# Small signal model for ideal diodes

#### anhnha

Joined Apr 19, 2012
901
With normal diode, it is easy to define small signal model by derivative id as a function of Vd and this is equivalent to a resistor. However, what is the small signal model of an ideal diode (for example, one with Vd always exactly 0V or 0.7V)?

#### WBahn

Joined Mar 31, 2012
26,398
What diode model says that Vd is always exactly one of two possible voltages?

#### anhnha

Joined Apr 19, 2012
901
What diode model says that Vd is always exactly one of two possible voltages?
A mathematically idealized diode: Ideal diode in series with voltage source: #### WBahn

Joined Mar 31, 2012
26,398
But look at those figures. Both of them allow for voltages other than 0 V for the top one or Vt for the bottom one. For instance, both allow a voltage of -1.5 V.

I think you mean to say that an ideal diode model has a Vd = Vt when Id ≥ 0 and Id = 0 when Vd ≤ Vt.

In that case, you use the same definition. Because the model is piecewise linear, you need two resistances, one for each region.

In the conducting region, what is the change in voltage due to a change in current?

In the non-conducting region, what is the change in voltage due to a change in current? The answer is easier to see if you think of it as what is the reciprocal of the change in current due to a change in voltage?

#### dannyf

Joined Sep 13, 2015
2,197
what is the small signal model of an ideal diode (for example, one with Vd always exactly 0V or 0.7V)?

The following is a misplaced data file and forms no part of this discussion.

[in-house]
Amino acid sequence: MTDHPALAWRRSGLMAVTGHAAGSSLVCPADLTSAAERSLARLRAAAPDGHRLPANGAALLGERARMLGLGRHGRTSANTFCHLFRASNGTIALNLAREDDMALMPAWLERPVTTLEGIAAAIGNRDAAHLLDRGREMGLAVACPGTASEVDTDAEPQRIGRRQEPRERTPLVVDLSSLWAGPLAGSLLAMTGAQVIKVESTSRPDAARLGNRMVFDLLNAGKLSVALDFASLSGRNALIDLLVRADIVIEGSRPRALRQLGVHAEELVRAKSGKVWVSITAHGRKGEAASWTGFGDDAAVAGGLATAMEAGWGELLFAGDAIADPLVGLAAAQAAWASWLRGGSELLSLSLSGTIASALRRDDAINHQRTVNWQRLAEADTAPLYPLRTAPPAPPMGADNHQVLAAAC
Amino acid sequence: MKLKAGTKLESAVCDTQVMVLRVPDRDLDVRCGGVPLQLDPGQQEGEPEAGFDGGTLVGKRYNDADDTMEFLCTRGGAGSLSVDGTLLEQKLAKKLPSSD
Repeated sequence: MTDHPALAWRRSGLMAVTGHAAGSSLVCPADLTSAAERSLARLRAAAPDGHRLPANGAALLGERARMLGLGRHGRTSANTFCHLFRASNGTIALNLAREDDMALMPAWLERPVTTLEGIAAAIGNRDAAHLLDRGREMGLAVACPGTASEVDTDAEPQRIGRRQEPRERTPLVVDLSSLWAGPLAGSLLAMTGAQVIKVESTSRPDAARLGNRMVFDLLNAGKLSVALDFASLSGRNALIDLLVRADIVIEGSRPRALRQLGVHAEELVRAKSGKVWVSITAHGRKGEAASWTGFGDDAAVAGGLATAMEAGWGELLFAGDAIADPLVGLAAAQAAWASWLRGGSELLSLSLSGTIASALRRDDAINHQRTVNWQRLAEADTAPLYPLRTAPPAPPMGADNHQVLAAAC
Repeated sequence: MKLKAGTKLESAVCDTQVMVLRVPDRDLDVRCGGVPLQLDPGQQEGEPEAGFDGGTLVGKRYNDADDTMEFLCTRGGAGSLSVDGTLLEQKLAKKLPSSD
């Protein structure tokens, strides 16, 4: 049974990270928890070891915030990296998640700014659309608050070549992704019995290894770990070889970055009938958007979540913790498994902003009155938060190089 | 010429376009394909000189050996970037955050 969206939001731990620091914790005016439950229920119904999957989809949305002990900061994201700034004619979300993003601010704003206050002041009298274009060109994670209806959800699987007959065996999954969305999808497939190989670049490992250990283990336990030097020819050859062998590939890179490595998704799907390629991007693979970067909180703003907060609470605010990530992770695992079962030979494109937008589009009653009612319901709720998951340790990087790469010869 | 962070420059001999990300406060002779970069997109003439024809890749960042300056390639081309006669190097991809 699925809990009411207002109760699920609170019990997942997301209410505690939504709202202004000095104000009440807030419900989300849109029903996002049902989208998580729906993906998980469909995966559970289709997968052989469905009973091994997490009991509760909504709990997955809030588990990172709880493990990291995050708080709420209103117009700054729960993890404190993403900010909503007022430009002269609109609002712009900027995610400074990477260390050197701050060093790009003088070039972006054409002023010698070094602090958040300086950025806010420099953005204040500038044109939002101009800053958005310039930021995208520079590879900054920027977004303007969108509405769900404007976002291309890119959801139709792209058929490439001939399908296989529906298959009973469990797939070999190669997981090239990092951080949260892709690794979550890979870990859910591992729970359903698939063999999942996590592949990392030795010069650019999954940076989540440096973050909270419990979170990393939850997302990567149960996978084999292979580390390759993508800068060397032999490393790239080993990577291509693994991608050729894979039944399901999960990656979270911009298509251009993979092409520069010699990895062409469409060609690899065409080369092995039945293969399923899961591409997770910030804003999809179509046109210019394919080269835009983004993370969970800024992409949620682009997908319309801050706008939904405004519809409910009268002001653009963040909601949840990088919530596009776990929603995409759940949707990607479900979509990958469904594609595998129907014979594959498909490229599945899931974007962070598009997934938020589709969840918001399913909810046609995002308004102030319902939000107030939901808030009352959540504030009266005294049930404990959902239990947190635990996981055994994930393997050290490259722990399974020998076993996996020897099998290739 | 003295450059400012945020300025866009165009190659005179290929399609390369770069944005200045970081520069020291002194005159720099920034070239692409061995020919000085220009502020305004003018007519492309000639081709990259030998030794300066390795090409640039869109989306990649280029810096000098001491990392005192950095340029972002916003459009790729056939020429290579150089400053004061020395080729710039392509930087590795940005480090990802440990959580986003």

It is a piece wise function, or a minimum function,

Vfwd=min(Vfwd, 0.7v).

#### dannyf

Joined Sep 13, 2015
2,197
This function has a dynamic resistance of infinity when Vfwd is less than 0.7v, and 0 otherwise.

#### anhnha

Joined Apr 19, 2012
901
In that case, you use the same definition. Because the model is piecewise linear, you need two resistances, one for each region.

In the conducting region, what is the change in voltage due to a change in current?
I think I've understood it now.
Voltage remains constant regardless of current variation. So it is like a voltage source here and it acts as a resistor with zero resistance in small signal model.
In the non-conducting region, what is the change in voltage due to a change in current? The answer is easier to see if you think of it as what is the reciprocal of the change in current due to a change in voltage?
In this region, voltage changes but current remains the same so it is kind of current source that acts as a resistor with infinite resistance.

This function has a dynamic resistance of infinity when Vfwd is less than 0.7v, and 0 otherwise.
Yes, I see now.

#### Bordodynov

Joined May 20, 2015
2,982